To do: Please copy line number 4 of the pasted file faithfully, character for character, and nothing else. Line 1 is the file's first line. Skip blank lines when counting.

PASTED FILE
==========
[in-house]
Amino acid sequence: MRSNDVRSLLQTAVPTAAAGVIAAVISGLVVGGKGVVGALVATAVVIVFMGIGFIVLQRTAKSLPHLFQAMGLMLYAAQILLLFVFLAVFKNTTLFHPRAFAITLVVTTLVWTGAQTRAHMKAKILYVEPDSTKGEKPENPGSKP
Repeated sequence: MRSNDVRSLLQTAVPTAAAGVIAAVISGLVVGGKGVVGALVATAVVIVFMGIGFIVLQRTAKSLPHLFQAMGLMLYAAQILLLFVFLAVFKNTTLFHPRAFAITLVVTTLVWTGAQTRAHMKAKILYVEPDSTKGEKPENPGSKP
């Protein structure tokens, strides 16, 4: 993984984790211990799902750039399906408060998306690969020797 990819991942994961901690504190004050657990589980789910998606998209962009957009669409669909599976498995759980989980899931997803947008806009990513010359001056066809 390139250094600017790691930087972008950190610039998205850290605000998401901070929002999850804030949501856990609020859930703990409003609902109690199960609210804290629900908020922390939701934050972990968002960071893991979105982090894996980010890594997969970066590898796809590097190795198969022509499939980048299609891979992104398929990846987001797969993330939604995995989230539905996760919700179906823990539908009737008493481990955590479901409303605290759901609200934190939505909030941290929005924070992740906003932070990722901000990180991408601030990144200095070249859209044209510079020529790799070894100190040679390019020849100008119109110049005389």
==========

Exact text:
């Protein structure tokens, strides 16, 4: 993984984790211990799902750039399906408060998306690969020797 990819991942994961901690504190004050657990589980789910998606998209962009957009669409669909599976498995759980989980899931997803947008806009990513010359001056066809 390139250094600017790691930087972008950190610039998205850290605000998401901070929002999850804030949501856990609020859930703990409003609902109690199960609210804290629900908020922390939701934050972990968002960071893991979105982090894996980010890594997969970066590898796809590097190795198969022509499939980048299609891979992104398929990846987001797969993330939604995995989230539905996760919700179906823990539908009737008493481990955590479901409303605290759901609200934190939505909030941290929005924070992740906003932070990722901000990180991408601030990144200095070249859209044209510079020529790799070894100190040679390019020849100008119109110049005389």